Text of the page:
Day 4: Take the train to Madrid - Explore the city
Today you'll transfer to the train station where you'll embark on a 3.5-hour journey to the nation's capital. Upon arrival in Madrid, settle into your downtown hotel and enjoy the rest of the day to explore the city at your own pace.
If you're interested in seeing a show, head to Gran Vía (Madrid's answer to Broadway) where you'll find plenty of theaters showcasing plays and musical productions. The options for culture in this city are vast, so you can also visit museums, art galleries, and live music venues if the mood strikes.
When night falls, be sure to indulge in Madrid's culinary scene. If you want to dine amid history, head to the city center and Botín, which is listed in the Guinness Book of World Records as the oldest restaurant in the world—it first opened its doors in 1725. No less than Ernest Hemingway described it in his seminal novel The Sun Also Rises as the best restaurant on Earth.
Other great restaurant options in Madrid include:
- San Mamés. Enjoy this family-run taberna by sampling traditional Madrid cuisine. Dishes include callos a la madrileña (a hearty stew of beef tripe, chickpeas, and chorizo), Cantabrian anchovies in pil-pil sauce, and bacalao con langostinos (garlic cod with shrimp).
Lakasa. Located in Chamberí—a neighborhood heavy with museums and galleries—is this locally-celebrated gem. Its intimate space pairs perfectly with its menu of fresh seasonal produce, wild game, and homemade stews.
- La Terraza del Madrid. This rooftop restaurant in the city center is the place to come to splurge on an unforgettable meal of haute cuisine, with two Michelin stars, a location in a swanky private club, and a 21-coarse tasting menu on offer.
Day 5: Explore Madrid with a free day
Despite Madrid being one of the biggest cities in Europe, its city center, which houses the bulk of its monuments, is easily accessible on foot. After breakfast, enjoy meandering the city on your own.
A good place to start is Puerta del Sol, the central meeting point of Madrid and the radial center of all Spanish roadways. You'll also find the famous statue, El Oso y el Madroño, the bear with a strawberry tree, which has been the city's coat of arms since the 13th century.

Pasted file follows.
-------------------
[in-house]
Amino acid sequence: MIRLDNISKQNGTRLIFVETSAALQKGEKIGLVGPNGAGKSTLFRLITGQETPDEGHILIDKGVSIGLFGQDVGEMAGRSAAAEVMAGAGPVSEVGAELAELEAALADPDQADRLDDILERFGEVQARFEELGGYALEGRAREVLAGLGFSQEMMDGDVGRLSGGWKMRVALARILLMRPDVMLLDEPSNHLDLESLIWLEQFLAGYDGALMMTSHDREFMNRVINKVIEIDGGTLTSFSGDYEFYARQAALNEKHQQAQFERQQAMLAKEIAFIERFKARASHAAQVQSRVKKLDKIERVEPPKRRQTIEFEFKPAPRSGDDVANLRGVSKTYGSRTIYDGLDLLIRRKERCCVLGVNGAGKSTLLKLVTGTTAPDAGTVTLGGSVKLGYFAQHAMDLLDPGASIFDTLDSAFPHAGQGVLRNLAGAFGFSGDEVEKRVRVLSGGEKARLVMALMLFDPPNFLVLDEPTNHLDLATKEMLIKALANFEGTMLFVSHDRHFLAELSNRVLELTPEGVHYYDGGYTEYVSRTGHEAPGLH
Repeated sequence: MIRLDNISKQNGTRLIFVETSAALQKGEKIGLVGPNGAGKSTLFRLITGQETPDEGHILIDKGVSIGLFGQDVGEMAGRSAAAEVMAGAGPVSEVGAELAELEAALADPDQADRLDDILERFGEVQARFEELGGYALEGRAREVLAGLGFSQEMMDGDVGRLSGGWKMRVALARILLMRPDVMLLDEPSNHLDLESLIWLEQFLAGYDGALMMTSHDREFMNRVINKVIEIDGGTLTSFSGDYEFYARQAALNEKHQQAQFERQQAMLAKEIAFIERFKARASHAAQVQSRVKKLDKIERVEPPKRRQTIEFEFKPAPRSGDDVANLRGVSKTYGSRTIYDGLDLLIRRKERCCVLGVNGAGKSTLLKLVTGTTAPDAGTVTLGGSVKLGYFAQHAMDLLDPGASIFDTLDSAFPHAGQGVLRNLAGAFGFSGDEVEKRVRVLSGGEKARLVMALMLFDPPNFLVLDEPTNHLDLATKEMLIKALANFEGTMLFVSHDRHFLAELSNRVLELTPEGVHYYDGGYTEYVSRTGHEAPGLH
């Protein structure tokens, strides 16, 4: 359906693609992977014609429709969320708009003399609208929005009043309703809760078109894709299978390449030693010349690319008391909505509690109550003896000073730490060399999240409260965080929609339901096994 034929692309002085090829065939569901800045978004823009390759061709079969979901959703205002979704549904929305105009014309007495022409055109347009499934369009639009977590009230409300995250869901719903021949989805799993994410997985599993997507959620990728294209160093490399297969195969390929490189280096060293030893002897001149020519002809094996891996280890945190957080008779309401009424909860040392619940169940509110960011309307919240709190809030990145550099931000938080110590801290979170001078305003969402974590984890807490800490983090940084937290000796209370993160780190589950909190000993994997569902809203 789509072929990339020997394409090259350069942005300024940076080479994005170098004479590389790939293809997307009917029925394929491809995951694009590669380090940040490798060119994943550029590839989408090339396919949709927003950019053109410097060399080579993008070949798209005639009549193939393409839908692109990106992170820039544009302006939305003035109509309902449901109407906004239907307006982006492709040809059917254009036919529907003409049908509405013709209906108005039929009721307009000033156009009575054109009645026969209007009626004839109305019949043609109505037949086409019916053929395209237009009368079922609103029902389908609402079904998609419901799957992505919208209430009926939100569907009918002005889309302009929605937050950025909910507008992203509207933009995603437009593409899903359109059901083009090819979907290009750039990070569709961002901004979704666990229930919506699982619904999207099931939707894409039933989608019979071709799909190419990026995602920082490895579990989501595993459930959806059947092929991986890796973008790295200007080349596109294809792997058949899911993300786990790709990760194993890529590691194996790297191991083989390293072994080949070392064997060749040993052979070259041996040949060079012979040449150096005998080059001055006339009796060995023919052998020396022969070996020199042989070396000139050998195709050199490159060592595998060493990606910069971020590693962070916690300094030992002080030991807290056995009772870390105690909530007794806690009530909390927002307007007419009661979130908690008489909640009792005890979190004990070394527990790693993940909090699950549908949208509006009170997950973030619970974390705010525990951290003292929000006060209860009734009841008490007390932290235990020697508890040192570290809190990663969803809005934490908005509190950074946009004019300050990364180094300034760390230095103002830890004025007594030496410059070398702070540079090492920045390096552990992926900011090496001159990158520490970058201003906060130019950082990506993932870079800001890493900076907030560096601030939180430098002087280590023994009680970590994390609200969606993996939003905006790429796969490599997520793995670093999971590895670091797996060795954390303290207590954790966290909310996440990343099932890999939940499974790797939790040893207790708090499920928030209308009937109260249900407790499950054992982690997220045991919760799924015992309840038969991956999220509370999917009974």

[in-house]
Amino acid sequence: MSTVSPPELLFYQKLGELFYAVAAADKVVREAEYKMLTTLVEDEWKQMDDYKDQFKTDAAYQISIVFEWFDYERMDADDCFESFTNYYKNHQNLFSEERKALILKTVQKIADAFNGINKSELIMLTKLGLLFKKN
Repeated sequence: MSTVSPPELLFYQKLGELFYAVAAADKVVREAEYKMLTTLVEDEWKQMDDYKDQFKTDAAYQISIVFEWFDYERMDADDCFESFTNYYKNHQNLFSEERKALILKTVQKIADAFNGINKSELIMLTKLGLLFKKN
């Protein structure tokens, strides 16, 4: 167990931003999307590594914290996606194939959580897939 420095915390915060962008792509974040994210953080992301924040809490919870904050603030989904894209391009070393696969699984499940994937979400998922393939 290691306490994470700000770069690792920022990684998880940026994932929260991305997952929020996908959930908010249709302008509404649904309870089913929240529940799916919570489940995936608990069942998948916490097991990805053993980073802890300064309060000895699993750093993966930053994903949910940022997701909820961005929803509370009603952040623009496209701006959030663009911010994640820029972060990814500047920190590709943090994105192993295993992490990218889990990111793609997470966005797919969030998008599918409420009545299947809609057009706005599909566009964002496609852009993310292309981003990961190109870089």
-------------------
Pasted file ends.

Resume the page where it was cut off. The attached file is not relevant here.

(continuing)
Nearby is Plaza Mayor—a great stop for some tapas—and the Royal Palace of Madrid. There are two gardens near the palace, the Sabatini Gardens and Campo del Moro. You can't miss the impressive Catedral de la Almudena, a beautiful, baroque Catholic cathedral.
Other sites to see include the many fountains of Madrid, such as the Cibeles and Neptune Fountains, plus the Puerta de Alcalá, the Prado art museum, the Temple of Debod, and Plaza de España.
For lunch, head to the Mercado de San Miguel, which was originally built in 1916. Here you can try different traditional Spanish foods with an endless offering of tapas and meals. You can also try local wine and sherry.
Afterward, continue your tour of Madrid independently. If you didn't already visit it yesterday, enjoy your afternoon in El Retiro Park, which once belonged to the Spanish Monarchy. Spend some time amongst the beautifully-manicured gardens, fountains, walking paths, museums, and the lake where you can row a boat around the Monument to Alfonso XII. The Crystal Palace is a surreal space with a revolving modern art exhibit, a great spot to catch the sunset as it bursts through the glass.
Another idea for sunset is a rooftop bar. The terrace above the Círculo de Bellas Artes offers incredible views of the city, plus tapas and drinks. Grab dinner at a traditional tavern in the city center. The side streets around Calle de la Cruz are filled with colorfully-tiled facades and delicious Spanish cuisine.
Day 6: Day Trip to Segovia by train
After breakfast, catch the train for a short ride to Segovia. Upon arrival, you'll meet your guide for a half-day city tour. There is no shortage of historic cities in Spain, but Segovia stands out for its famous Roman Aqueduct and medieval Old Town, which are UNESCO World Heritage Sites.
Upon visiting these sights on a walking tour, you'll quickly see what all the fuss is about. Segovia's famous Roman Aqueduct is the pride of the city. It runs eight miles (14 km) in length, stands an impressive 93-feet (28 meters) high, and features two tiers comprised of 160 arches. Considering this aqueduct is nearly 2,000 years old, it is in remarkably good condition.
Then there's Old Town, which is situated on a bluff overlooking the Eresma and Clamores rivers. For a long time, Moors, Christians, and Jews coexisted in harmony here, and this is seen in the unique buildings with architectural influences from Mudéjar to Gothic. You can't miss the 11th century Alcázar Palace (said to have inspired Walt Disney), the 14th-century Old Main Synagogue, and the 16th-century Segovia Cathedral, which dominates the skyline.
After the walking tour, you'll enjoy a lunch of typical Segovian cuisine. The roasted suckling pig is Segovia's specialty.
After lunch, there will be time to explore the city. Be sure to try some local pastries, ponche Segoviano.
In the afternoon, you'll return to Madrid.
Day 7: Discover the UNESCO city of Toledo
A half-hour train ride from Madrid takes you to the historic city of Toledo, which was once the capital of Spain in the 16th century. The layered city is perched atop a gorge overlooking the Río Tajo, its massive 16th-century fortress dominating the scene.
In the Middle Ages, Toledo was known as the "City of the Three Cultures," a place where—legend has it—Christian, Muslim, and Jewish communities peacefully coexisted. You can see remnants of this in the old Arab, Muslim, and Christian monuments that still stand. These include the 15th-century Monastery of San Juan de los Reyes, the former Roman palace Alcázar de Toledo, and the Moorish Synagogue of Santa María la Blanca, which dates to the 12th century.